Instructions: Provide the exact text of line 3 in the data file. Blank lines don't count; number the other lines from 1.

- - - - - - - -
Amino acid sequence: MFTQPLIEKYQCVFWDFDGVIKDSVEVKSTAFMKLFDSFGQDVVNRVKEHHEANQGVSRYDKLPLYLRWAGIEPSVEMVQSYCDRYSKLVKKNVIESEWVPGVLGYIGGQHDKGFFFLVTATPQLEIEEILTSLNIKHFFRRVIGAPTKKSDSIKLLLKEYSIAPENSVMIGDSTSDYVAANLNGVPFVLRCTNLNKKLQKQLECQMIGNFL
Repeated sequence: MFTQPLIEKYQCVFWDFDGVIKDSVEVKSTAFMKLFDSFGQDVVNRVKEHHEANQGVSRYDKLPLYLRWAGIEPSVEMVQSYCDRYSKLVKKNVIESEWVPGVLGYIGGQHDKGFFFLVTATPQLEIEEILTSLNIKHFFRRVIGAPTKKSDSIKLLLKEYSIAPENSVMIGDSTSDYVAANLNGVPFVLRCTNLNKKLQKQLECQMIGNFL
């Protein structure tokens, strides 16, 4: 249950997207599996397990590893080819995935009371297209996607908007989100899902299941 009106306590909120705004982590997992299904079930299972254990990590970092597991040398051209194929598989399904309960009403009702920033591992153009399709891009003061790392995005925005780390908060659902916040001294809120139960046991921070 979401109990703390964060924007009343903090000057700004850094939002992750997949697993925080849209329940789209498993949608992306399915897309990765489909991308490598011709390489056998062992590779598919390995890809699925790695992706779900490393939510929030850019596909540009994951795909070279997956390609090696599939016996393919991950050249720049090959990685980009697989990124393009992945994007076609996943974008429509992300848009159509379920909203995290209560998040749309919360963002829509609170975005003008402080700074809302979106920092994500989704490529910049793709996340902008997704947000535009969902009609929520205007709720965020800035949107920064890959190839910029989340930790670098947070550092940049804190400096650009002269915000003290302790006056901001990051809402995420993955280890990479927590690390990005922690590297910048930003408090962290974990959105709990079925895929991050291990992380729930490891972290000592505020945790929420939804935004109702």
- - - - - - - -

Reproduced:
């Protein structure tokens, strides 16, 4: 249950997207599996397990590893080819995935009371297209996607908007989100899902299941 009106306590909120705004982590997992299904079930299972254990990590970092597991040398051209194929598989399904309960009403009702920033591992153009399709891009003061790392995005925005780390908060659902916040001294809120139960046991921070 979401109990703390964060924007009343903090000057700004850094939002992750997949697993925080849209329940789209498993949608992306399915897309990765489909991308490598011709390489056998062992590779598919390995890809699925790695992706779900490393939510929030850019596909540009994951795909070279997956390609090696599939016996393919991950050249720049090959990685980009697989990124393009992945994007076609996943974008429509992300848009159509379920909203995290209560998040749309919360963002829509609170975005003008402080700074809302979106920092994500989704490529910049793709996340902008997704947000535009969902009609929520205007709720965020800035949107920064890959190839910029989340930790670098947070550092940049804190400096650009002269915000003290302790006056901001990051809402995420993955280890990479927590690390990005922690590297910048930003408090962290974990959105709990079925895929991050291990992380729930490891972290000592505020945790929420939804935004109702």